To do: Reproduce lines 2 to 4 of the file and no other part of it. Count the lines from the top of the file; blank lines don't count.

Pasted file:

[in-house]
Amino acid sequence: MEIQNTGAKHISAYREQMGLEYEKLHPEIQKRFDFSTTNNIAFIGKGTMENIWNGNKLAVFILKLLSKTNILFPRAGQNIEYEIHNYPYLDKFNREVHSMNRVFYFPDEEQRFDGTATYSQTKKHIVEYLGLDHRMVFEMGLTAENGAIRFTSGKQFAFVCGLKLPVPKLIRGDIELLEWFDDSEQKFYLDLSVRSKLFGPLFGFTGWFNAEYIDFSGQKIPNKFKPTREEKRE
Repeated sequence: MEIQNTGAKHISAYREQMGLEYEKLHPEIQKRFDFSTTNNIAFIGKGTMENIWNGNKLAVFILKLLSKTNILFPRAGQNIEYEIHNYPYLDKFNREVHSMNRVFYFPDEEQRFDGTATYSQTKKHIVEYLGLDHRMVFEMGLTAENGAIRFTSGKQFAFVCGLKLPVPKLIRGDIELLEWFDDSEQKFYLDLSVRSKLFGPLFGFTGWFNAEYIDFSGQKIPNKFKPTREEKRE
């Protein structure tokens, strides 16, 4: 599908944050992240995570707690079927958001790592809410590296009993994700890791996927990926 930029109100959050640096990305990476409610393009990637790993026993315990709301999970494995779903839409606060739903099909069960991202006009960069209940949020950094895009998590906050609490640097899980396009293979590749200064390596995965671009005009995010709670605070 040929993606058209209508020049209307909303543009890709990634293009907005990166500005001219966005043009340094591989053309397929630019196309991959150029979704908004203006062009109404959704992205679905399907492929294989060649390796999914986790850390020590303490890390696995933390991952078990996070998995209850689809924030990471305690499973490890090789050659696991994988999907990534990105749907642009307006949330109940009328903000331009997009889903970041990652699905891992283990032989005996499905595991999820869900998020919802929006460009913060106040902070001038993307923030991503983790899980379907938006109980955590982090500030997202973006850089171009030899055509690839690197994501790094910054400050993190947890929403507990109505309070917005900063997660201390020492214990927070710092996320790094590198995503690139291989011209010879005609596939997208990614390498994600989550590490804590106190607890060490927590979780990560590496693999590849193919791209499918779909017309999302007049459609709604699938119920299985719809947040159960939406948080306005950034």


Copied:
Amino acid sequence: MEIQNTGAKHISAYREQMGLEYEKLHPEIQKRFDFSTTNNIAFIGKGTMENIWNGNKLAVFILKLLSKTNILFPRAGQNIEYEIHNYPYLDKFNREVHSMNRVFYFPDEEQRFDGTATYSQTKKHIVEYLGLDHRMVFEMGLTAENGAIRFTSGKQFAFVCGLKLPVPKLIRGDIELLEWFDDSEQKFYLDLSVRSKLFGPLFGFTGWFNAEYIDFSGQKIPNKFKPTREEKRE
Repeated sequence: MEIQNTGAKHISAYREQMGLEYEKLHPEIQKRFDFSTTNNIAFIGKGTMENIWNGNKLAVFILKLLSKTNILFPRAGQNIEYEIHNYPYLDKFNREVHSMNRVFYFPDEEQRFDGTATYSQTKKHIVEYLGLDHRMVFEMGLTAENGAIRFTSGKQFAFVCGLKLPVPKLIRGDIELLEWFDDSEQKFYLDLSVRSKLFGPLFGFTGWFNAEYIDFSGQKIPNKFKPTREEKRE
């Protein structure tokens, strides 16, 4: 599908944050992240995570707690079927958001790592809410590296009993994700890791996927990926 930029109100959050640096990305990476409610393009990637790993026993315990709301999970494995779903839409606060739903099909069960991202006009960069209940949020950094895009998590906050609490640097899980396009293979590749200064390596995965671009005009995010709670605070 040929993606058209209508020049209307909303543009890709990634293009907005990166500005001219966005043009340094591989053309397929630019196309991959150029979704908004203006062009109404959704992205679905399907492929294989060649390796999914986790850390020590303490890390696995933390991952078990996070998995209850689809924030990471305690499973490890090789050659696991994988999907990534990105749907642009307006949330109940009328903000331009997009889903970041990652699905891992283990032989005996499905595991999820869900998020919802929006460009913060106040902070001038993307923030991503983790899980379907938006109980955590982090500030997202973006850089171009030899055509690839690197994501790094910054400050993190947890929403507990109505309070917005900063997660201390020492214990927070710092996320790094590198995503690139291989011209010879005609596939997208990614390498994600989550590490804590106190607890060490927590979780990560590496693999590849193919791209499918779909017309999302007049459609709604699938119920299985719809947040159960939406948080306005950034």